But for Sophie, fear of injury is not what’s worth focusing on.  “That never crosses my mind,” she said during a sit down interview for Inside Edition Digital’s “On the Rise” series. Her comments came as she nursed a small, red cut under her right eye, an injury caused accidentally by her classroom opponent’s long fingernails. 

What a Typical Day for an Aspiring Jiu-Jitsu Master Looks Like

A typical day for Sophie starts with an intensive bedroom workout routine. Sophie grabs her 25-pound kettlebells and sets off to complete 100 sit-ups, 100 squats and 100 clean-and-presses within an hour. During the school year, she wakes up at 6 a.m. to fit such a workout into her day. 

Then, she makes herself breakfast, often a plate of four scrambled eggs and toast. She’s trying to reach 135 pounds by November. It’s a big hurdle for a teen whose life has been filled with them.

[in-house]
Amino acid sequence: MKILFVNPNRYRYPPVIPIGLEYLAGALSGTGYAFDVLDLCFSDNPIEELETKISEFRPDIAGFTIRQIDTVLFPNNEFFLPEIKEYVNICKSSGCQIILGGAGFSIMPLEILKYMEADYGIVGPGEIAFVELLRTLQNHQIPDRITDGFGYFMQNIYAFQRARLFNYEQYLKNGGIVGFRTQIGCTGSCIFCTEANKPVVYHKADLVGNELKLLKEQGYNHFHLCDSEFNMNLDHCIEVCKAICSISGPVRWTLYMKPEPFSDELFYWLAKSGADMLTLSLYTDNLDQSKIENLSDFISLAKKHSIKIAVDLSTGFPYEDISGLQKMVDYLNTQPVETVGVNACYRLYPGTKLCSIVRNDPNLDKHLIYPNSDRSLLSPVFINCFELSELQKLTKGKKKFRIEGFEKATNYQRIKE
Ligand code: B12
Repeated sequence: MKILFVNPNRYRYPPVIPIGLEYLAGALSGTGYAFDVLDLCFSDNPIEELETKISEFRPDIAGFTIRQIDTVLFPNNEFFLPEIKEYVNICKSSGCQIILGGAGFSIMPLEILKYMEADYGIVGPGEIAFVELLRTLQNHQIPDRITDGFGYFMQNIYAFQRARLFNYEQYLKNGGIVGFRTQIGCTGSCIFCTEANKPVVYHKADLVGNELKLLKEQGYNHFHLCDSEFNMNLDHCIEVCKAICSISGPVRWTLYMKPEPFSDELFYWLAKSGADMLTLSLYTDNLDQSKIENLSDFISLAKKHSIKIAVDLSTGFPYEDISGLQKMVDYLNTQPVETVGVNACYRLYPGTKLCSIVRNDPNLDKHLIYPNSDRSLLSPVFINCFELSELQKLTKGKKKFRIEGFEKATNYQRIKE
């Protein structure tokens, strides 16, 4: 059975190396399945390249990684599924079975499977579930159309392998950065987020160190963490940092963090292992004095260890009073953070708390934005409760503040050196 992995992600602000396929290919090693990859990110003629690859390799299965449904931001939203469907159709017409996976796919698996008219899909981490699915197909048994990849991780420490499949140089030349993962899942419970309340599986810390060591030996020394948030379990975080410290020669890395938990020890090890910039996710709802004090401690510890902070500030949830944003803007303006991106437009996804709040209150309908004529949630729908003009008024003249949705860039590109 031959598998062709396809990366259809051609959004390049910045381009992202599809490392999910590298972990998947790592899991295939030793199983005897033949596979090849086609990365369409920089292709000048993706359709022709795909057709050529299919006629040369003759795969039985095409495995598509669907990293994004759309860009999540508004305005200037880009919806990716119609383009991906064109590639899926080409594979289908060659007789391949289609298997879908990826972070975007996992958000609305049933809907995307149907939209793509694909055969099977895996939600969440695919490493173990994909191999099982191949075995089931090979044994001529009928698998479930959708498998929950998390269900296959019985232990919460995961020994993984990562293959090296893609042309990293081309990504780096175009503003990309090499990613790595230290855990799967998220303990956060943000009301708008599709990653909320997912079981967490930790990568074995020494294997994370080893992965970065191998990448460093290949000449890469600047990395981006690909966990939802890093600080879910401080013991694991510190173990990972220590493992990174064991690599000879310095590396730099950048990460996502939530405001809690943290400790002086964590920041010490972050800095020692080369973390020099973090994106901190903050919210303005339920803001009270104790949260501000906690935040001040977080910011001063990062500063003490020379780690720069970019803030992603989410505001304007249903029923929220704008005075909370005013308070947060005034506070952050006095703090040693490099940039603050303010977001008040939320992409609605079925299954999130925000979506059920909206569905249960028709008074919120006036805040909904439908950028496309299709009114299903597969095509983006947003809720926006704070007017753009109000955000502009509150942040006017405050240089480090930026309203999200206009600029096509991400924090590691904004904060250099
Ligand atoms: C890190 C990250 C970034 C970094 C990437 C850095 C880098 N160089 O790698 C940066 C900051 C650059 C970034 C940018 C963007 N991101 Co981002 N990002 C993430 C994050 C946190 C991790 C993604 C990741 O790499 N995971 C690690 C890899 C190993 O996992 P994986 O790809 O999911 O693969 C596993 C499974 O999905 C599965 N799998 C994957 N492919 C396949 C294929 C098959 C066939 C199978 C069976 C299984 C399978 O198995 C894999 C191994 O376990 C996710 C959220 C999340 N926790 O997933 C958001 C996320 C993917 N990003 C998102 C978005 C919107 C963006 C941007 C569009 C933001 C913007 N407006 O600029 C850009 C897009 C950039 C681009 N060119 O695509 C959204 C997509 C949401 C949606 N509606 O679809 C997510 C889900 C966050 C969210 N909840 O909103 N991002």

“I'm 105 [pounds] right now. And that's a very, very big weight gap. Women have women strength. I'm still slowly getting that,” she said. “I'm not a big eater. I always feel sick eating before practice or in the morning. But it's part of the sport and it's something that I have to get used to.”

In the afternoons, she’s off to the gym, where she takes classes and coaches younger kids. It’s a 50-minute drive to the studio with her dad. In the car ride over, she often scrolls through Instagram or TikTok, watching random videos like any other teenager. 

Then, it’s time to get down to business. 

Being a Female Jiu-Jitsu Influencer 

She’s one of a few girls on the mat, she said. But that shouldn’t deter those girls and women who are interested in jiu-jitsu. “Even though it is a male-dominated sport, that doesn't mean women can't thrive in the sport,” Sophie said. 

 One misconception she says is that some believe “girls can’t hold with boys and the sport.”